Overcoming the effects of stroke

January 05, 2016
Effects of stroke
Dr. Steven S. Cramer encourages the use of a telehealth video game console to promote stroke recovery.

In recent years, improvements in the diagnosis and treatment of stroke have led to fewer deaths. Despite that progress, nearly 700,000 Americans suffer strokes each year, and the condition remains the No. 1 cause of disability and a major cause of dementia. With more people surviving strokes, the need for better rehabilitation and recovery programs has never been greater.

“There’s really strong evidence from studies that the more rehab stroke patients get, the better they do,” says Dr. Steven C.Cramer, UCI Health neurologist. “In the United States, people don’t get anywhere near the maximum doses of rehab. Some of that is just complexity, but a lot of it has to do with cost. A third reason is access: It’s hard for some people to get to their appointments, and there’s also a shortage of physical/occupational therapists.”

Through a National Institutes of Health grant, Cramer is directing a clinical trial to research whether telerehabilitation therapy can help improve patients’ access to—and frequency in attending—rehab programs.

His idea is simple: provide patients with in-home telehealth systems that use specially selected video games to improve arm movements and brain function, with an Internet video chat program so therapists can interact with patients and monitor their progress. Data so far show a 98 percent compliance rate and that study participants are improving.

Putting telehealth systems in patients’ homes makes it much easier for them to participate, Cramer says. The programs are designed to be fun, while requiring specific movements and problem-solving behaviors. “ Video poker is our mos t popular game,” he says.

The other primary goal of the program is to enhance patients’ recoveries by educating them. “One of the biggest problems for stroke patients is that they just don’t know very much about their disease,” Cramer says. “One study I like to cite is that half of the people in the hospital for stroke can’t name a single stroke symptom. So in each dail y session we incorporate stroke education in a Jeopardy format.”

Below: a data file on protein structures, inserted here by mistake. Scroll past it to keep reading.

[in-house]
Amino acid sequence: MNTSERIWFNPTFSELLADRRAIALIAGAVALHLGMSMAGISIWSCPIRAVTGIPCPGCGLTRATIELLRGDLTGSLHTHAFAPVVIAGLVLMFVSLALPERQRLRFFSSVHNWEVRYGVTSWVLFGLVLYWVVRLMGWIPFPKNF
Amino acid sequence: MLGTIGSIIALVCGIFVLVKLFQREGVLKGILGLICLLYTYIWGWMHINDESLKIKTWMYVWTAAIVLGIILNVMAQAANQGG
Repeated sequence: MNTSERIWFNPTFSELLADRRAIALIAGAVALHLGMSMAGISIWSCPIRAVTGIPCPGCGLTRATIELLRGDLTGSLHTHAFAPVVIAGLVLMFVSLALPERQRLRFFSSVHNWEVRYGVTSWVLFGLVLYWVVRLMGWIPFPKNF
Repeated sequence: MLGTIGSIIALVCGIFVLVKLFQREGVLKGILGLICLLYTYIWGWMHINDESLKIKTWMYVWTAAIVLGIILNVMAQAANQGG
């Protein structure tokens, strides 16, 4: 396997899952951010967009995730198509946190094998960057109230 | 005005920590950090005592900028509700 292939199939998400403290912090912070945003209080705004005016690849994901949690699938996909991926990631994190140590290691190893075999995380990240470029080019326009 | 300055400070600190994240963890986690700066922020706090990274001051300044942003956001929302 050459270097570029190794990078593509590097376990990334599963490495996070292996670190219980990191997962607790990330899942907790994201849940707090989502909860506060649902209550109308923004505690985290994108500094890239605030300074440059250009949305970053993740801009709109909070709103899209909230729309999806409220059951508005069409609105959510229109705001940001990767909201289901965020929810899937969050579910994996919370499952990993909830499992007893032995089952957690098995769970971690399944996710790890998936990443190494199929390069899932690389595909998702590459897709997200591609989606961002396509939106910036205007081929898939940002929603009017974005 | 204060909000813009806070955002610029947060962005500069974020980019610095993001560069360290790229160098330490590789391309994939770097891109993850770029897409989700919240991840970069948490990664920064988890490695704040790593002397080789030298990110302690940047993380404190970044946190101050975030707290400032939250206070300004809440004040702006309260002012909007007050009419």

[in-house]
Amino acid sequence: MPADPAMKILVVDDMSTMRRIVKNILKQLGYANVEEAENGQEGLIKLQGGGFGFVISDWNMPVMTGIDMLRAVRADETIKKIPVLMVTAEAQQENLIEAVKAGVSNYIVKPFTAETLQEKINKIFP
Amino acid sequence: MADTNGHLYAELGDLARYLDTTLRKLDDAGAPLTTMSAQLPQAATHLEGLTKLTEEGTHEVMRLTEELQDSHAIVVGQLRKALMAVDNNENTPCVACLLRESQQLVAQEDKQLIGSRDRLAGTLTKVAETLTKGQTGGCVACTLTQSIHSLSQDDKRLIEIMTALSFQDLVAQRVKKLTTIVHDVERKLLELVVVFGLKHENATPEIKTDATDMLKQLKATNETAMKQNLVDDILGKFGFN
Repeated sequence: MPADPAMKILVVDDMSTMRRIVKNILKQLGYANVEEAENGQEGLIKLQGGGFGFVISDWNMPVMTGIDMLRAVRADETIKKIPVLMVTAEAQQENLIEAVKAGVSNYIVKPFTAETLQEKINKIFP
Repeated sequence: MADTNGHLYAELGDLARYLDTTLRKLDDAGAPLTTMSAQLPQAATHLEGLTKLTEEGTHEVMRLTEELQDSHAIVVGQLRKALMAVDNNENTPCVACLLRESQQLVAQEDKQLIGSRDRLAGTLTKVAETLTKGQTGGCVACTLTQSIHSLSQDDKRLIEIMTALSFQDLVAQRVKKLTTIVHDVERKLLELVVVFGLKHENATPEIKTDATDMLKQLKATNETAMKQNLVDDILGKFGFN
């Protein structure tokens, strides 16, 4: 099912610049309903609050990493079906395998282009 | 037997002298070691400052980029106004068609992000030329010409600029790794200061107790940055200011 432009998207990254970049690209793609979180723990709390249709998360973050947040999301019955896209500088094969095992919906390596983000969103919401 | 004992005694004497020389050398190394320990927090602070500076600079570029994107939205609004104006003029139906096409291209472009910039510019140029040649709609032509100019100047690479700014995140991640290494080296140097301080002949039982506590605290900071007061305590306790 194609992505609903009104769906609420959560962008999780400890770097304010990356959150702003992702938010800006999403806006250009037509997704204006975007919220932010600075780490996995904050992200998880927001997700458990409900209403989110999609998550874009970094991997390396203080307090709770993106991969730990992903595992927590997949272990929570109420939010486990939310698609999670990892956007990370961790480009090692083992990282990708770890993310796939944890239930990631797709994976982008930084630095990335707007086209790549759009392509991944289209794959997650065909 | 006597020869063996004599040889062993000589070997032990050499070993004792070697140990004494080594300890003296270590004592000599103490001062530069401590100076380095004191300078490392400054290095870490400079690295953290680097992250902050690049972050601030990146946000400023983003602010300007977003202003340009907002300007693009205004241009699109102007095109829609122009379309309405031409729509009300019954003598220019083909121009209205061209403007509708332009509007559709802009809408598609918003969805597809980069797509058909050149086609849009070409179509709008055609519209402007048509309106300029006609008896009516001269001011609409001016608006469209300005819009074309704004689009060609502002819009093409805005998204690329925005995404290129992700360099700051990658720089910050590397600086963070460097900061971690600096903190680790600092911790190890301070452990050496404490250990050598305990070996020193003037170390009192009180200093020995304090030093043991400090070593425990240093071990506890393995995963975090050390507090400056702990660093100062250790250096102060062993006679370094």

In addition to promoting more effective rehabilitation, Cramer has spent years studying how stem cells can help the brain heal after a stroke. Stem cells have the potential to develop into many different cell types in the body during early life and growth.

“The brain is already galvanized for repair,” he says. “After a stroke it goes to work right away trying to rebuild the smoldering ruins left behind. Stem cells are attractive because in some animal studies these treatments have large and consistent effects.”

Of particular interest to Cramer—and the focus of a separate clinical trial—is a type of stem cell called mesenchymal cells, which are most readily found in bone marrow.

“These cells have multiple mechanisms for action,” he says. “They are attracted to sites of injury, and they start cranking out multiple growth factors for healing. They also tend to promote new blood vessels, and they strengthen the immune system.”

Whatever the approach, Cramer says prompt attention is vital to improving stroke recovery. “In the first three months after a stroke, the brain is on fire with growth activity,” he says. “You have this critical window where we can make you a lot better.”

Join our program: If you or someone you know has weakness due to a recent stroke, visit ucirvinehealth.org/stroke for information on clinical trials focusing on stroke rehabilitation.

— UCI Health Marketing & Communications
Featured in UCI Health Live Well Magazine Winter 2016


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